Constructivist Learning Design
Key Questions for Teaching to Standards
- George W. Gagnon - University of California, Berkeley, UK, Prairie Rainbow Company, Oakland, CA
- Michelle Collay - California State University, East Bay, USA, Prairie Rainbow Company, Oakland, CA
Foreword by Richard A. Schmuck
Teaching Methods & Learning Styles
Educators expect learners to solve problems, think critically, communicate effectively, and collaborate well. These complex processes require an approach to learning that is much more than memorizing facts. To truly succeed, young learners need to engage in active learning and understand that their own experience is the foundation for new learning. Constructivist Learning Design for the Standards-Based Classroom balances the required learning of facts and concepts with the hands-on learning of experience.
The Constructivist Learning Design (CLD) model uses six fundamental elements to provide a different way of thinking about learning and teaching:
o Situation: develop goals, tasks, and curriculum standards
o Grouping: group students and materials, and cooperative learning
o Bridge: recall prior knowledge using students' cognitive maps, skills, values, motivation, and expectations
o Task: use higher level thinking skills and problem-based learning
o Exhibit: arrange student portfolios and work samples
o Reflection: synthesize critical thinking and knowledge
With clear classroom applications and ready-to-use planning templates, this excellent resource will guide teachers through the complex process of aligning constructivist learning with standardized outcomes and goal-centered curriculum. Engage students in tasks, help them think for themselves, and support them in making meaning of their learning!
"A very useful contribution to the field. . . . Provides a model that even the newest of teachers can use."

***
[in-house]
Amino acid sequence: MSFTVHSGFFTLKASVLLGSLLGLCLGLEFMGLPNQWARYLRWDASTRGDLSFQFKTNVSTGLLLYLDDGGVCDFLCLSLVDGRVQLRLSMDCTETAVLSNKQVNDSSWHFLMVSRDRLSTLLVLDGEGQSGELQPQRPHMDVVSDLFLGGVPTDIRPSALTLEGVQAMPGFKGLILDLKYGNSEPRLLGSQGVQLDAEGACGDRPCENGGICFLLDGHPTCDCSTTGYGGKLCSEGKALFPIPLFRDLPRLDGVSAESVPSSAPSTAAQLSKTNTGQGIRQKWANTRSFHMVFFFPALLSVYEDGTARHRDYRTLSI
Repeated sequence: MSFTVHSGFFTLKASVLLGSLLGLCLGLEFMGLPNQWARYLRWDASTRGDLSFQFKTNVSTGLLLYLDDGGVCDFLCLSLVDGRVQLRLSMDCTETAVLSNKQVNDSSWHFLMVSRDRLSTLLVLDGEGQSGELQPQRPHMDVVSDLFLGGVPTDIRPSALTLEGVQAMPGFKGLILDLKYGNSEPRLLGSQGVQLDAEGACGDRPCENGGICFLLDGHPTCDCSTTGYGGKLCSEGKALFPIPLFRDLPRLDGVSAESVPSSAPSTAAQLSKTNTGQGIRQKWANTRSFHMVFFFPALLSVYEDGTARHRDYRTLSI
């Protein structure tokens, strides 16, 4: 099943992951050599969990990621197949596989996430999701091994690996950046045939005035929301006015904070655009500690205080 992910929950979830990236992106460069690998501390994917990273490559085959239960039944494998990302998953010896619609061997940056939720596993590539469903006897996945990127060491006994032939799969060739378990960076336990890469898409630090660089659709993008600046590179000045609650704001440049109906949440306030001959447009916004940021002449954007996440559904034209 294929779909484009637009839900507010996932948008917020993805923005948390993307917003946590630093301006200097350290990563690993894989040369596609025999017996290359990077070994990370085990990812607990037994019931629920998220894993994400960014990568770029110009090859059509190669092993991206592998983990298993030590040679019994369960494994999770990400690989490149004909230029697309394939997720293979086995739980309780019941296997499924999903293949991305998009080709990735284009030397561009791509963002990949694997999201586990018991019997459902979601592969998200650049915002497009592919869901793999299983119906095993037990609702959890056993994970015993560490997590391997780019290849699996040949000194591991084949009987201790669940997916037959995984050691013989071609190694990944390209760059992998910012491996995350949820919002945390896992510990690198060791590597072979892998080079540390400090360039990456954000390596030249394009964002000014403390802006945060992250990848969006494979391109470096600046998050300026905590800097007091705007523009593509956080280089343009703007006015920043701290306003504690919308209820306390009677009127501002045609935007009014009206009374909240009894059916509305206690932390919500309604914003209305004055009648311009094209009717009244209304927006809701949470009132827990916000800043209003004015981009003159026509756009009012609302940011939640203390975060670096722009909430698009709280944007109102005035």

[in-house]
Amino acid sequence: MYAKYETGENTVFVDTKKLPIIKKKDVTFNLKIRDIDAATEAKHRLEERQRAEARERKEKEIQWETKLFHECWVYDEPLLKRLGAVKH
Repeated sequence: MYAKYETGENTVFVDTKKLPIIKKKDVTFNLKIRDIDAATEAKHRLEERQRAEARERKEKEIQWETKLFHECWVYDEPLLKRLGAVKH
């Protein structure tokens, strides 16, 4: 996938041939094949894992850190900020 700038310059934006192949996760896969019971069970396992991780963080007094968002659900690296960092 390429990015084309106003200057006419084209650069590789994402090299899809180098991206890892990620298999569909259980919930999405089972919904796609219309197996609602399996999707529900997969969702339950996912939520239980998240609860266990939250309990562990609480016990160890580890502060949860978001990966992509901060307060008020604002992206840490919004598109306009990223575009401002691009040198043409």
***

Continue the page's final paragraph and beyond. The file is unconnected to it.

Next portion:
"Provides a structured format for helping teachers design constructivist learning opportunities. . . There are a lot of useful strategies here for teachers and good examples throughout."
"Provides sound advice on many matters, including how to establish a teaching "situation," how and why to group students, how to "hook" students and draw on their interests and past experiences, and how to promote authentic exhibits of their learning."
"Very practical and user-friendly. ..This book presents a very clear set of directions and plans for instituting a new way to think about teaching and learning on a very detailed and moment-to-moment basis. The ideas are also grounded in theory and the connections between theory and practice are made explicit."
"This book should be read by neophyte and seasoned teachers, by teacher educators in colleges of education, and by trainees in preservice programs. It should also be read by school administrators for insights into how to improve teacher supervision and staff development, by open-minded behaviorists looking for alternatives to direct instruction, by liberal arts professors who want to learn how to teach so that their students want to keep on learning, and by parents with children in school or with children they are schooling at home. For that matter, everyone concerned with formal education should read this book unless, of course, they already have signed the Faustian pact to search only after the qualities and techniques of authoritarian, direct instruction.
I invite you now to do as I have done. Read this fine book three times. Read it first for a general understanding of its concepts. Read it again and reflect on your own practice. Read it a third time to engage its ideas as you would engage dance partners. Then keep the book at your side for reference to its many action ideas."
"The authors make it clear that this is not your ordinary lesson planning book. This is an interactive workbook in which Gagnon and Collay encourage us as readers to work through the design process by applying the model to our own subject matter, preferrably with a partner or as part of a group so ideas can be shared and collectively reflected upon."